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Roger Shimomura, "American Infamy #2," 2006, acrylic on canvas, Boise Art Museum Permanent Collection.

boiseartmuseum.org

Roger Shimomura, "American Infamy #2," 2006, acrylic on canvas, Boise Art Museum Permanent Collection.

Minidoka: Artist as Witness 

When: Tuesdays-Saturdays, 10 a.m.-5 p.m. and Sundays, 12-5 p.m. Continues through Jan. 15 2017
Price: FREE-$6

Within months of the Japanese bombing of Pearl Harbor in 1941, President Franklin D. Roosevelt issued an executive order sending almost 120,000 Japanese Americans into isolated internment camps in one of the largest forced relocations in U.S. history.

Between 1942 and the end of World War II three years later, more than 13,000 Japanese Americans were imprisoned at the Minidoka War Relocation Center in south-central Idaho. Those dark years have been captured by five artists with personal or family ties to the camp in Minidoka: Artist as Witness, which runs through Saturday, Jan. 14 at Boise Art Museum. See works by watercolorists Takiuchi Fuji and Kenjiro Nomura, large-scale painter Roger Shimomura, woodworker Wendy Maruyama and photographer Teresa Tamura.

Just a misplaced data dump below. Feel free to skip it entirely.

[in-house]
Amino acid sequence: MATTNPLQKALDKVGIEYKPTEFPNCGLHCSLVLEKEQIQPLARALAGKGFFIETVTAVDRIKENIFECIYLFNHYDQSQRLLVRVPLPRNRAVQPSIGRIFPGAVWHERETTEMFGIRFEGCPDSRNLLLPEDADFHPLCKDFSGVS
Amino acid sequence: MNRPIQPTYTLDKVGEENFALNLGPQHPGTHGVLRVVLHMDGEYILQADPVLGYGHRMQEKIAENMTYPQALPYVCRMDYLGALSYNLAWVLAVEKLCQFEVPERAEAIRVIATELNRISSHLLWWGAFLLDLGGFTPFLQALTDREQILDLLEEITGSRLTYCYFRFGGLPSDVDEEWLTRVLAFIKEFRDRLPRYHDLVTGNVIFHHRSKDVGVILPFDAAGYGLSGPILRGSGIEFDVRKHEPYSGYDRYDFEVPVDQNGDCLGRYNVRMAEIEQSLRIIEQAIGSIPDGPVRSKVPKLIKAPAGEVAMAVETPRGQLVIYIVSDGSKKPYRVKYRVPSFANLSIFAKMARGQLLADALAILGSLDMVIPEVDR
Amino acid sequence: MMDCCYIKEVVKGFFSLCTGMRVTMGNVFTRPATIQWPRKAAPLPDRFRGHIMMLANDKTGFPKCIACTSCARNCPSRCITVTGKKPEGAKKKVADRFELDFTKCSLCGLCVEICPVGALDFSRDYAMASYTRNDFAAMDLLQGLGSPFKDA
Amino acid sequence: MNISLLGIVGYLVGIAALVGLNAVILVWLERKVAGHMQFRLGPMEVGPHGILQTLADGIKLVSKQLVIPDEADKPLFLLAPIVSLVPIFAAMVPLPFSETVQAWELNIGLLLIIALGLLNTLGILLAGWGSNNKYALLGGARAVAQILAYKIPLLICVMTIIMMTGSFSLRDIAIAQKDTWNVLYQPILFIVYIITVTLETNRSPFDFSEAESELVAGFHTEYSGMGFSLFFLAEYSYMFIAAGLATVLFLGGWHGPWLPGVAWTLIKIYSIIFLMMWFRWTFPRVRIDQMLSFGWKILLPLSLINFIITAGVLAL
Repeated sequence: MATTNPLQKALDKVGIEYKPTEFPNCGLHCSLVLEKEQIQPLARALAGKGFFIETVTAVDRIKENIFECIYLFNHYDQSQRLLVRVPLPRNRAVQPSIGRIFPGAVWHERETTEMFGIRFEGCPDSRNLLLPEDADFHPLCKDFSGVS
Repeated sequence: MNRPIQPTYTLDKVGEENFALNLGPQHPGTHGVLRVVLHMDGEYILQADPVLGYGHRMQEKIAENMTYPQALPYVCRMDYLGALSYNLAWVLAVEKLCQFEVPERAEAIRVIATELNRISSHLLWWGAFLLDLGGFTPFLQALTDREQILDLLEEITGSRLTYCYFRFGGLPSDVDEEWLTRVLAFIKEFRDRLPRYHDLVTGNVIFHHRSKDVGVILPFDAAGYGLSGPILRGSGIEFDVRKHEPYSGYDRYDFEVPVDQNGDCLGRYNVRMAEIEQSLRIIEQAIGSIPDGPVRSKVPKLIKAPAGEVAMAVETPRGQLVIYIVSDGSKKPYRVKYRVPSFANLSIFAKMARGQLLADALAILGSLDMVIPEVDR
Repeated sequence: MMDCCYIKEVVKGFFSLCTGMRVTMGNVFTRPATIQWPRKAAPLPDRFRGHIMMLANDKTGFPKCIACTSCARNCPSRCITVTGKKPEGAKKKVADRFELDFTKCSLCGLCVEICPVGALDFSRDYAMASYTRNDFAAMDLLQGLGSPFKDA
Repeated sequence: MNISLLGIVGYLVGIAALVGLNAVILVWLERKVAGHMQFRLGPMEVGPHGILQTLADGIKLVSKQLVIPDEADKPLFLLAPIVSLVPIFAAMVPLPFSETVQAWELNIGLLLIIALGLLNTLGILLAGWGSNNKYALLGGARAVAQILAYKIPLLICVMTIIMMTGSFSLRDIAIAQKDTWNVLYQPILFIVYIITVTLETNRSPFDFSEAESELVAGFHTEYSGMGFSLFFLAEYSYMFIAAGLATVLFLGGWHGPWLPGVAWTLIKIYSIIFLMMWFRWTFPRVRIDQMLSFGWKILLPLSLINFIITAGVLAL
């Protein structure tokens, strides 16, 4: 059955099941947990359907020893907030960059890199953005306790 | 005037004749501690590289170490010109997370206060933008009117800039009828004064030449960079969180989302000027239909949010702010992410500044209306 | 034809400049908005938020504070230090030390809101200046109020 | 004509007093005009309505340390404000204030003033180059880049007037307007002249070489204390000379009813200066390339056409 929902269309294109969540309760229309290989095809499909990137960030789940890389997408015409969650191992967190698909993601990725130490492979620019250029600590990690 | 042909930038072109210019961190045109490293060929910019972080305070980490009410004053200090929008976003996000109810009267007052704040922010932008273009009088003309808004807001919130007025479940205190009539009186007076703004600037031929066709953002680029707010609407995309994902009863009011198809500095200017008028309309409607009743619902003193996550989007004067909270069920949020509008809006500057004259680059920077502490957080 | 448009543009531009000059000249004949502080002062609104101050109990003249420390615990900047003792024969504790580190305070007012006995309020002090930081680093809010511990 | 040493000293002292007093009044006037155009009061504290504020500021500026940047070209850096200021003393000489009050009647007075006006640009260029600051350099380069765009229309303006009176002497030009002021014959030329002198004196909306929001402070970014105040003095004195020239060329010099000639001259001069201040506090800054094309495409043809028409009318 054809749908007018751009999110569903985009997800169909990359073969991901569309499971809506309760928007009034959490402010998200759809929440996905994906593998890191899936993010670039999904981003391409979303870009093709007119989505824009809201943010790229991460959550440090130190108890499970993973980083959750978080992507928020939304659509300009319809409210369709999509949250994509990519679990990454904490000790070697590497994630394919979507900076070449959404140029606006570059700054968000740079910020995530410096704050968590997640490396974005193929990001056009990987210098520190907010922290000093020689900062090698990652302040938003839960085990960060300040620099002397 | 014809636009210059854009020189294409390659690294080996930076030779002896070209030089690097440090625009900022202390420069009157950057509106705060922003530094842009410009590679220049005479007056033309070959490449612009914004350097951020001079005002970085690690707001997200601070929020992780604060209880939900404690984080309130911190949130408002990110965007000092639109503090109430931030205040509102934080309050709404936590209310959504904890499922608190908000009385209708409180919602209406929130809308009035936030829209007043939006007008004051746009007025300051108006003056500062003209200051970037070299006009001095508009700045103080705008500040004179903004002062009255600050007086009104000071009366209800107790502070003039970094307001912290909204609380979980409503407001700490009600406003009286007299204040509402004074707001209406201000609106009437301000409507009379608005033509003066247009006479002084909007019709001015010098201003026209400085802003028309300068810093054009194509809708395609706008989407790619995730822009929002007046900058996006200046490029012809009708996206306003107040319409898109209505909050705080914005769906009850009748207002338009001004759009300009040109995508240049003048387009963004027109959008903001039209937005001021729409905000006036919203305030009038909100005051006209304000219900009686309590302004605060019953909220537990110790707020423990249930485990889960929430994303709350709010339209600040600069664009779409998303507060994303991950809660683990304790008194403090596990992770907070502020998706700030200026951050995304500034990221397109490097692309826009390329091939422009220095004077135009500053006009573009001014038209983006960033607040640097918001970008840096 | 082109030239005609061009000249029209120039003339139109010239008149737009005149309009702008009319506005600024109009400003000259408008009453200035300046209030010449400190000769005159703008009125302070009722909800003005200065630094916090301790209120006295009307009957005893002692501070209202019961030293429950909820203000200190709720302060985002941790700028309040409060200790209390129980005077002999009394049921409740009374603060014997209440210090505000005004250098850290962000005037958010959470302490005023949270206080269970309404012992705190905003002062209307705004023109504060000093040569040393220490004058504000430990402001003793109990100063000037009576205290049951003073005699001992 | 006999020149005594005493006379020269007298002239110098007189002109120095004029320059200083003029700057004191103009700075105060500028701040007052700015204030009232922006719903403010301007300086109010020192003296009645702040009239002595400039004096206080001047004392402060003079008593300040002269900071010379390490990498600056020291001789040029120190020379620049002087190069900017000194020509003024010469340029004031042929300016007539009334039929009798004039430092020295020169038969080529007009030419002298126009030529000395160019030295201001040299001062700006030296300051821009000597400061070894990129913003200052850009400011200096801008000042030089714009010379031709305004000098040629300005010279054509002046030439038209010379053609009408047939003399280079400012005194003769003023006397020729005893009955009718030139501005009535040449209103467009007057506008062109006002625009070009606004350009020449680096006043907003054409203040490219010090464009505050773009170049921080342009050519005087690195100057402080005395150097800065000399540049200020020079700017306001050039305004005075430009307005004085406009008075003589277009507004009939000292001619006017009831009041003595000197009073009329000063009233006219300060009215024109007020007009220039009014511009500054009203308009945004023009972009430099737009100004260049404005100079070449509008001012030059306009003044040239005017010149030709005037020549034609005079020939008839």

Minidoka: Artist as Witness is intended to open a dialogue around the artistic pursuits that resulted from the single largest forced relocation and detention in U.S. history. Featuring poignant works by five artists—Wendy Maruyama, Teresa Tamura, Roger Shimomura, Takuichi Fujii and Kenjiro Nomura—who have created art based on personal or family experiences related to Idaho's World War II internment camp, now a National Historic Site.

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